Newspaper article THE JOURNAL RECORD

Some Analysts Urge Caution to Bullish Forecasts

Newspaper article THE JOURNAL RECORD

Some Analysts Urge Caution to Bullish Forecasts

Article excerpt

After a year of relatively modest investment returns, Wall Street seems to be positively brimming with enthusiasm for 1993.

Maybe too much enthusiasm, some analysts warn.

Given accumulating signs of an improving economy, and excitement over a new administration in Washington, most observers acknowledge that persuasive reasons for optimism abound.

"We end 1992 with the U.S. stock market showing its greatest bullishness since last December," said Stephen Quickel in his U.S. Investment Report newsletter.

"There is a sense of change and hope out across the land _ a growing conviction that the wearying recession is finally going away, that persistent national problems are going to be dealt with effectively, that stocks are headed upward.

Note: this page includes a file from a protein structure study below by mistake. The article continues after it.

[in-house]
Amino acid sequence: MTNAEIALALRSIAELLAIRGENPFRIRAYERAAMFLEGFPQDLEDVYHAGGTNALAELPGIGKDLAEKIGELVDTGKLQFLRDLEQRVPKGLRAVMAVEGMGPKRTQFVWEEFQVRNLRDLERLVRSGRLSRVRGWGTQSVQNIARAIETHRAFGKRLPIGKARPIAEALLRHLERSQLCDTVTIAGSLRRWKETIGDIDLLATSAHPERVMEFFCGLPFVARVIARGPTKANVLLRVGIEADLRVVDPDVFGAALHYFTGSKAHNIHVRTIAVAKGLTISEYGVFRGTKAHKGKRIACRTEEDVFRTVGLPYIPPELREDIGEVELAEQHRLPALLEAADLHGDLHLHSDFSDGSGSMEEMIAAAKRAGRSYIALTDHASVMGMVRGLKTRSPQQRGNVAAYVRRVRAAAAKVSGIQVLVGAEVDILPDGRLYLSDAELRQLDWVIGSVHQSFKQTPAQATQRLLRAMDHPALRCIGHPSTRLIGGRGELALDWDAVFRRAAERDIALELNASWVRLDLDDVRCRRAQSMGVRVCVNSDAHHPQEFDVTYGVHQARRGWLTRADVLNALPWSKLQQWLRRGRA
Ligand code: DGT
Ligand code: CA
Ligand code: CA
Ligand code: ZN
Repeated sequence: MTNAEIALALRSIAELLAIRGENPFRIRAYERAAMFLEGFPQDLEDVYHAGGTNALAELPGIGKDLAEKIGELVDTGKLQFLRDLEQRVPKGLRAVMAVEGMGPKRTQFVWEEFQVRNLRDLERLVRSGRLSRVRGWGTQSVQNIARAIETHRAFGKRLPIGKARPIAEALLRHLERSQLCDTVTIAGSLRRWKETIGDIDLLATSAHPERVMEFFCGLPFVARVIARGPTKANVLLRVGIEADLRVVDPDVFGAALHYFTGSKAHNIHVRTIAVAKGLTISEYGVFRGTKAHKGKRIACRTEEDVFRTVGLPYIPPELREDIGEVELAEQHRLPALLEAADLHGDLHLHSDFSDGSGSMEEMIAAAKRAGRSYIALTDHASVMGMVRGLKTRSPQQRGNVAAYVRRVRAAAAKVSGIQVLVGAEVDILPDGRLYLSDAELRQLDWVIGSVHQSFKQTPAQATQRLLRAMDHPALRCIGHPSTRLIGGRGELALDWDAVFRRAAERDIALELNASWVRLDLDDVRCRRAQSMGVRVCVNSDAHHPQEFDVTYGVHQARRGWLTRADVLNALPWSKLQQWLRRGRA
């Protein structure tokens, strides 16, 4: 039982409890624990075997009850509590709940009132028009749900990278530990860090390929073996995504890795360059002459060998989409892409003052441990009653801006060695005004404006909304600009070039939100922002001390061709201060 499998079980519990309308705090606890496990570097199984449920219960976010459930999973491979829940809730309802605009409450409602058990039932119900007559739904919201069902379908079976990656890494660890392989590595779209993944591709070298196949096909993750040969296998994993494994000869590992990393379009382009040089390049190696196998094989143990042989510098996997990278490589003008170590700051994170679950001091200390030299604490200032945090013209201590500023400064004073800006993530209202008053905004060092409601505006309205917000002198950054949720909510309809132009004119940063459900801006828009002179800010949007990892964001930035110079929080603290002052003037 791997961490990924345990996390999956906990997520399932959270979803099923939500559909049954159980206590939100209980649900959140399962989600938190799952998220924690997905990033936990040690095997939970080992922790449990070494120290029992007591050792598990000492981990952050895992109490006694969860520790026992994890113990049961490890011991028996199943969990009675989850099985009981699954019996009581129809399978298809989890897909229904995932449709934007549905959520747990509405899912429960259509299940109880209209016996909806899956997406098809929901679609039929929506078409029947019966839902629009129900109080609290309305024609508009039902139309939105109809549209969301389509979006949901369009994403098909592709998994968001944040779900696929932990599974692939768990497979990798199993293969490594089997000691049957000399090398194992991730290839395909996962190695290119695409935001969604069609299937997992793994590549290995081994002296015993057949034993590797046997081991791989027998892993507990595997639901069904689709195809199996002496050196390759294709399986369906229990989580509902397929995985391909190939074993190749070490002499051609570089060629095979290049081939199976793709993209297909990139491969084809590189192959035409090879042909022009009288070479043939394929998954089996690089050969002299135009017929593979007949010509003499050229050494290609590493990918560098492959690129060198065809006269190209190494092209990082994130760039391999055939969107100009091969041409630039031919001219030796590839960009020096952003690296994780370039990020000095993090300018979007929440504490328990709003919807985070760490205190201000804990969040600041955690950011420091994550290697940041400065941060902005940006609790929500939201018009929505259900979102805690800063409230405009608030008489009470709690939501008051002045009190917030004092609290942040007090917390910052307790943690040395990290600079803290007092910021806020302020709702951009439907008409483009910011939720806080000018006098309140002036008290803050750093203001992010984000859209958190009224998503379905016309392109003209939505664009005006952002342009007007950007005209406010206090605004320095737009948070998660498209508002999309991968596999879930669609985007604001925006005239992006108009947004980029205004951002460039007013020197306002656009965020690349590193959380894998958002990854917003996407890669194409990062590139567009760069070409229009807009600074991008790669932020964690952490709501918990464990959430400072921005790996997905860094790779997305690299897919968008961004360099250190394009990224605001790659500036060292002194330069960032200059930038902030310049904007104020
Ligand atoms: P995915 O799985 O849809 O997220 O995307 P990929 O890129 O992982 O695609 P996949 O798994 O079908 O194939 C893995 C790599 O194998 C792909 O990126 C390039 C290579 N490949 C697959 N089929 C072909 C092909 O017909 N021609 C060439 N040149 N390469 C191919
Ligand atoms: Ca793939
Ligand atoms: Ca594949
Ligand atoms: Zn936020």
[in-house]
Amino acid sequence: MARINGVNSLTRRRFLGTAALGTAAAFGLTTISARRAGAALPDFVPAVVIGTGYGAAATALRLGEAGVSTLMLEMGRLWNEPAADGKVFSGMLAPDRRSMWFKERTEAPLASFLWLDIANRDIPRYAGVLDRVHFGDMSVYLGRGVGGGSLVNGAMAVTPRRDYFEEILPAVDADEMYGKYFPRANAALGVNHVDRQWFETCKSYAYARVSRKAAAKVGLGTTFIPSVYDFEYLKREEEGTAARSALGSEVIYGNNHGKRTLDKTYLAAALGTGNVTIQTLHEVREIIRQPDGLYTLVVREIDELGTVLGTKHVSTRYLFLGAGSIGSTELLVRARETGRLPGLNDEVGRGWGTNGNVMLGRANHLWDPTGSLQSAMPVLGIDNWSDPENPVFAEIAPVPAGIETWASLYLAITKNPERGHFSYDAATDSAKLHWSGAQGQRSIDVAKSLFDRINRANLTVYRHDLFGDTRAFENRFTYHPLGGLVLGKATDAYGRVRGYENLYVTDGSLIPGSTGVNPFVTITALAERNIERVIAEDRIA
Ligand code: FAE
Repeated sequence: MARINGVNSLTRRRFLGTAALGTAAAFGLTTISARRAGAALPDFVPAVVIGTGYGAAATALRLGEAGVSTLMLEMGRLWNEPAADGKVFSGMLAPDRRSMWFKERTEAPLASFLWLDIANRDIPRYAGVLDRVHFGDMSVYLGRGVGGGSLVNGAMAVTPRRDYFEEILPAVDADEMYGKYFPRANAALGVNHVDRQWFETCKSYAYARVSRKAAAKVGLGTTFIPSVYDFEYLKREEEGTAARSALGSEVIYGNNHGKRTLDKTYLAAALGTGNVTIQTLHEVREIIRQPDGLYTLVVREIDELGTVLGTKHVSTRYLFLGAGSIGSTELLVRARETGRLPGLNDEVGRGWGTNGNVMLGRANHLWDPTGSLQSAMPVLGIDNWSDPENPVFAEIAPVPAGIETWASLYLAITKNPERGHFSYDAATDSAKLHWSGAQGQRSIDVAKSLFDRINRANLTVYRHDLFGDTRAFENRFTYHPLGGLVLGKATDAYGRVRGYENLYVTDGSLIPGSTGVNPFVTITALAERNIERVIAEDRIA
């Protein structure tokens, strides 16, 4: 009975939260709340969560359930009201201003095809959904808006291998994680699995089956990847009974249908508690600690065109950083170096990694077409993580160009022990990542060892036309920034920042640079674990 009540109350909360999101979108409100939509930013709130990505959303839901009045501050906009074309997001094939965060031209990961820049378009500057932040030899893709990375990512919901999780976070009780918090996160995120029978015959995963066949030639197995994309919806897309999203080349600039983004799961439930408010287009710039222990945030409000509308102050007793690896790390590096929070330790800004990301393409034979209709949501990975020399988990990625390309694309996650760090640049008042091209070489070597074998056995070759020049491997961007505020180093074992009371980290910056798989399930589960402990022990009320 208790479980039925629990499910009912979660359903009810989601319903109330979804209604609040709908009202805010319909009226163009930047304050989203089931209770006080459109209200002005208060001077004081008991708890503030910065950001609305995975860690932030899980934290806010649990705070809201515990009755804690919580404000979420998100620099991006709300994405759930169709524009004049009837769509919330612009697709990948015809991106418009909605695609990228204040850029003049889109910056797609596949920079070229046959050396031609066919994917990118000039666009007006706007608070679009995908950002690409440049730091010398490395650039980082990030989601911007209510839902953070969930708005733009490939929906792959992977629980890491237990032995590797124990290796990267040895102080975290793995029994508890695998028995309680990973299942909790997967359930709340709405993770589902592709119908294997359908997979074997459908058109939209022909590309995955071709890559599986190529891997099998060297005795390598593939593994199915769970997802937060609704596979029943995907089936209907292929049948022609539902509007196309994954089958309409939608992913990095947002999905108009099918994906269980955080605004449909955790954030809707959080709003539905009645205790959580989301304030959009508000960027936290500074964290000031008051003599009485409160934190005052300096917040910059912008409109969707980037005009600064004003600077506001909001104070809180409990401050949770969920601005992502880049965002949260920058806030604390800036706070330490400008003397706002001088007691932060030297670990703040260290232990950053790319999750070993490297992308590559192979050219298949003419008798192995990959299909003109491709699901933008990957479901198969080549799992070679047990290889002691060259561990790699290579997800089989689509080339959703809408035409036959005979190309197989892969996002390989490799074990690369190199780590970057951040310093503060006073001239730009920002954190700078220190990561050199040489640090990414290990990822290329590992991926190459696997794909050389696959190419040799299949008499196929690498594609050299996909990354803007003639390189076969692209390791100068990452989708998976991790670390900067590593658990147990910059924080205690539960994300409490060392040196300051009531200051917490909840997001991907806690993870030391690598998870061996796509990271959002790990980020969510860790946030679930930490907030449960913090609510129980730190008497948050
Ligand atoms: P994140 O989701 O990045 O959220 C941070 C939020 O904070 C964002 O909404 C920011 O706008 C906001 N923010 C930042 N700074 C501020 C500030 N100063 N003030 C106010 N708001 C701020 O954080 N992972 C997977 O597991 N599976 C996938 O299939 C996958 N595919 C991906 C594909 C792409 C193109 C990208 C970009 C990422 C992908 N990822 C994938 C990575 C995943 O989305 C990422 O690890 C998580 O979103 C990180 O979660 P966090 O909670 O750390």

"We are going to see corrections, of course, but we suspect that for the next few months they will be mild. The economic and corporate numbers are just too positive to keep this market down."

But while there may be a lot of substance behind such hopefulness, some observers warn, participants in the markets have been climbing on the bullish bandwagon lately with an eagerness that threatens trouble.

"Speculation has heated up and several sentiment indicators are waving caution flags," said Martin Zweig, an investment adviser in Wantagh, N.Y. "Also, the market has become increasingly overvalued."

"More and more investors are becoming overly optimistic, and we're now reaching a point of complacency," declared Stan Weinstein, editor and publisher of the Professional Tape Reader in Hollywood, Fla.

"Even the bears are ready to concede that January will be an up month. That's certainly worrisome from a contrary-opinion point of view."

Recent tallies of investment advisory services have shown a heavy leaning toward bullishness, while option traders have been eagerly buying calls (bets on rising stock prices) rather than puts (bets on lower stock prices).

"When the usually-wrong option speculators are this one-sidedly bullish, history shows that it's time to be careful," Weinstein said. …

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